The Mayo Clinic did the first-ever national survey on attitudes toward health and aging found that Americans in their 30s are the least likely to believe they will age better than their parents.
Matt Vlahos is pretty sure he’ll age better than his parents — what with the kickboxing, the yoga and the pickup hoops that consume the 30-year-old’s lunch hours at Life Time Athletic in downtown Minneapolis.
But the big generational difference, as he sees it, is awareness of healthy foods. “Our parents’ generation … uh, well they were raised more on microwave dinners and canned foods,” said Vlahos, a social media manager at Target.
While that might be true, not every member of the 30-something club shares Vlahos’ optimism. A first-ever national survey on attitudes toward health and aging by the Mayo Clinic found that Americans in their 30s are the least likely to believe they will age better than their parents.
Some 56 percent of respondents aged 30 to 39 said they expect to age better, according to the Mayo survey released Wednesday. That was well below the levels of confidence expressed by Americans in their 40s (79 percent), 50s (67 percent) and 60s (72 percent).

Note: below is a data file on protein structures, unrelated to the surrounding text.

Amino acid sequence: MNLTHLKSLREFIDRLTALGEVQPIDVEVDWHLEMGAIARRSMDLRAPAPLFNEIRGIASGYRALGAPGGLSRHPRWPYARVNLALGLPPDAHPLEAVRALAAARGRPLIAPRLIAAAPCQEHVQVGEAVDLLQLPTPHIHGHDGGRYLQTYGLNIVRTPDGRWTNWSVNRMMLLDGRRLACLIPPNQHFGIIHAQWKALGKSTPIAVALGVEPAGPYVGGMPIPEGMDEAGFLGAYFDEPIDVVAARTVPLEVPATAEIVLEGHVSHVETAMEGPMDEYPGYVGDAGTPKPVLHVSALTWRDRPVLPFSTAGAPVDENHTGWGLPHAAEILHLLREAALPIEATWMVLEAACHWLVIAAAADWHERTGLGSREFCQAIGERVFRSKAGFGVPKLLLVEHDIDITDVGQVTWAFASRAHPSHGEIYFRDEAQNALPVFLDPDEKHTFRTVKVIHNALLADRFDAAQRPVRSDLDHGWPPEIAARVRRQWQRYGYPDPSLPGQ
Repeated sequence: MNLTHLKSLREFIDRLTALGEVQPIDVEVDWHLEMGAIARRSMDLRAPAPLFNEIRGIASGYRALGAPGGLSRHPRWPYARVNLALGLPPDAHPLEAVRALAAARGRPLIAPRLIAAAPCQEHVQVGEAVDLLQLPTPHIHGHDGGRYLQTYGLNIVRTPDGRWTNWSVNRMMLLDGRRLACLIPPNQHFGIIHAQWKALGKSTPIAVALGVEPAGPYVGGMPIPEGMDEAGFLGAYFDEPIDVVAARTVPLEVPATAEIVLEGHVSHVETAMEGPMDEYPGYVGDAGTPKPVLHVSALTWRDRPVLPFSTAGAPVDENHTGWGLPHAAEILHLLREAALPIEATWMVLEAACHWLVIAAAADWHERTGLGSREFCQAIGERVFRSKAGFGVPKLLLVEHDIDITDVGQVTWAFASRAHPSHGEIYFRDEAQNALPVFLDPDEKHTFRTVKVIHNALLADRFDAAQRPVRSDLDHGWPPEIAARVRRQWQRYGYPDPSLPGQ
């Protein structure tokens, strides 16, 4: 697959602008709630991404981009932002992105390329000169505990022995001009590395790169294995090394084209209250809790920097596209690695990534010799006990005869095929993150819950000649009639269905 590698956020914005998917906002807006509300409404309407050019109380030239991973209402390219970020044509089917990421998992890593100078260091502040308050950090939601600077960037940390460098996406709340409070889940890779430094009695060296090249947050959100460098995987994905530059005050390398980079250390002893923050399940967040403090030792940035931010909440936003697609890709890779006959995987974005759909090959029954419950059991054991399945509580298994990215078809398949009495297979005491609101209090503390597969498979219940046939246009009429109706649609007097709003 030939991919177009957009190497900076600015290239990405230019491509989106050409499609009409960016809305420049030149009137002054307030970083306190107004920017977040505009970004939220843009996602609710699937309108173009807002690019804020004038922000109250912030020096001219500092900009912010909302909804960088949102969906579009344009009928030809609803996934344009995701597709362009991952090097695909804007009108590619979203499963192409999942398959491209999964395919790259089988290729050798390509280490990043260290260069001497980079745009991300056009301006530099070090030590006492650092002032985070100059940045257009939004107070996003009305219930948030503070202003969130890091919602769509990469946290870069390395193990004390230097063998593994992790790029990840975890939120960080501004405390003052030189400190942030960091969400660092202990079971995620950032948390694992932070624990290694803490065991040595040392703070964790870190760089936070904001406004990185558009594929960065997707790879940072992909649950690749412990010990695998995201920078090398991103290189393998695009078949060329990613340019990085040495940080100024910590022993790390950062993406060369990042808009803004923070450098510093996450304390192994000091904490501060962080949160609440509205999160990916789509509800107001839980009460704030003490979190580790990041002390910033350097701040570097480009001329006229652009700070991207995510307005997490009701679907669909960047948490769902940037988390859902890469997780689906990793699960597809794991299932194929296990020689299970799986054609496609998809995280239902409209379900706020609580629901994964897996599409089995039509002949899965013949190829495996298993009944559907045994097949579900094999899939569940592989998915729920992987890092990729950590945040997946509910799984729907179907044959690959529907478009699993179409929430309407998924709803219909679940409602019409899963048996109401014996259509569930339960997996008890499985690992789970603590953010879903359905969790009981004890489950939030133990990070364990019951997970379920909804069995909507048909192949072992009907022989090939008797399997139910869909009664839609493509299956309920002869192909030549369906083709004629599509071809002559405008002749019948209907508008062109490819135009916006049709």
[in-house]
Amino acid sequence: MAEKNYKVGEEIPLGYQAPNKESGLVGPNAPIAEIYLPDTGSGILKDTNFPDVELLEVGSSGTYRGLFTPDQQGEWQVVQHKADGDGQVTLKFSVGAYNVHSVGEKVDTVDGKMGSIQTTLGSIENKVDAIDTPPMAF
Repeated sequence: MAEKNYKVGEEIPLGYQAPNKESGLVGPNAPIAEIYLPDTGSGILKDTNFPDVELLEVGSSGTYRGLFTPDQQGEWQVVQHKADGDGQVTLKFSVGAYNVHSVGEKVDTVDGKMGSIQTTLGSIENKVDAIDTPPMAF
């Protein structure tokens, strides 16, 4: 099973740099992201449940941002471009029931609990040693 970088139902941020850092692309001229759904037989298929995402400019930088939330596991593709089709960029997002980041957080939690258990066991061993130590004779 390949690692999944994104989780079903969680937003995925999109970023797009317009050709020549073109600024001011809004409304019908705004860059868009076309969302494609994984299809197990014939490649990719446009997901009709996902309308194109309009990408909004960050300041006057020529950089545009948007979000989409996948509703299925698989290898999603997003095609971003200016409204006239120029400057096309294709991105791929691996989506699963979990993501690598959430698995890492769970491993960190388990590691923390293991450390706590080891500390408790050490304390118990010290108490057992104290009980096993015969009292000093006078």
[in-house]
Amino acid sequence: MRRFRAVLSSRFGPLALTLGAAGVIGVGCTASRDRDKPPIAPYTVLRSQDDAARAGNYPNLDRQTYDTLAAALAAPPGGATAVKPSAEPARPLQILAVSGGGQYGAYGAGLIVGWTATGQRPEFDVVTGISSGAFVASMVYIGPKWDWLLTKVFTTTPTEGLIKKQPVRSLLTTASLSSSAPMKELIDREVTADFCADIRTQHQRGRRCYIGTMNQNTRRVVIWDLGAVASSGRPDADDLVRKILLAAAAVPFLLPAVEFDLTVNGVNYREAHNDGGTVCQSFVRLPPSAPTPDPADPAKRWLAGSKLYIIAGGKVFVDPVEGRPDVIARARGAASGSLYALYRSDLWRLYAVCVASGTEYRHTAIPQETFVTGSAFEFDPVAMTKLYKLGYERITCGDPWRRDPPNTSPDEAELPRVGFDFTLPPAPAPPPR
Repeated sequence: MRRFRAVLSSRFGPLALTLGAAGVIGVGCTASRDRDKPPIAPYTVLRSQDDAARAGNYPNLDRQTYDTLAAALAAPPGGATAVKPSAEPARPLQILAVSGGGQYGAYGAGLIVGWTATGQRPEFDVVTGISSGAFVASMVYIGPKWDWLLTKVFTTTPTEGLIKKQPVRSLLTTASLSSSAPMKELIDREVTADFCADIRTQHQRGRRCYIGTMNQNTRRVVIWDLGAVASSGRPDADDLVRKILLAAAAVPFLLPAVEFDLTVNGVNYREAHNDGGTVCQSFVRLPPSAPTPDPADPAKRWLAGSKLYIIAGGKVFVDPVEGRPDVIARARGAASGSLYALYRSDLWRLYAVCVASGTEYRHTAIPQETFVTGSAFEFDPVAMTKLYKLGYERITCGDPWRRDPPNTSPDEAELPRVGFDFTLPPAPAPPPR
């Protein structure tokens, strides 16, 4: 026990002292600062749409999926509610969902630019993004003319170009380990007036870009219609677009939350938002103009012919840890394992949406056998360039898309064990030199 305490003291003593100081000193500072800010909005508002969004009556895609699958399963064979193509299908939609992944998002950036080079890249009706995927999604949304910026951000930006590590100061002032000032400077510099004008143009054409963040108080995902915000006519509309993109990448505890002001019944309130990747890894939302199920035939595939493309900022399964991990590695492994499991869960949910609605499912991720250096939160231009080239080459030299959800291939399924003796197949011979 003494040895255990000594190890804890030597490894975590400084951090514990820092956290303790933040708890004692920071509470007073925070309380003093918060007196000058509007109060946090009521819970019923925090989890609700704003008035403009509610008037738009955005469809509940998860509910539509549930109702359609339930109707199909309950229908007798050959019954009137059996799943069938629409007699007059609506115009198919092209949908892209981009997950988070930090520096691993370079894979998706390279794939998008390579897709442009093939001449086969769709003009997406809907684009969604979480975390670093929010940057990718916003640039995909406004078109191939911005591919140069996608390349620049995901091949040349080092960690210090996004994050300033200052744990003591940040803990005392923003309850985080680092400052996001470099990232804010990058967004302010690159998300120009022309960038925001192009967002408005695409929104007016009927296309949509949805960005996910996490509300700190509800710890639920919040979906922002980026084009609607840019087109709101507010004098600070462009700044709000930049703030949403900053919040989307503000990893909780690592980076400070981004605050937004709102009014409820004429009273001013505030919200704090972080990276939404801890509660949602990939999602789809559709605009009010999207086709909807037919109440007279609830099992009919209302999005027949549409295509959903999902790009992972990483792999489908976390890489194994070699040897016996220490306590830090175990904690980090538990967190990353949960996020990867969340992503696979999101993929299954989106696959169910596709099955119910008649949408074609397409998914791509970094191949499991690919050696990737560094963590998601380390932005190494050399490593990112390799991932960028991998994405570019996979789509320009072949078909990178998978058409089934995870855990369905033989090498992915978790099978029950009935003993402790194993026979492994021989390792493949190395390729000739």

Kati Cheney, 30, of Woodbury is a pessimist. On Saturday, she said, she was so busy whisking her two daughters to their activities that she had a bag of chips for lunch. Meanwhile, her father, a retired pastor, was training for an Ironman. “I don’t think, when I’m 50, I will be able to train for an Ironman,” Cheney said.
Increased confidence about aging is to be expected among older Americans, who have lived long enough to know how their later years actually turned out. The Mayo survey found that 92 percent of Americans in their 80s believed they aged better than their parents. But even the millennials in their 20s had more confidence (71 percent) that they would age better than their parents than those in their 30s did.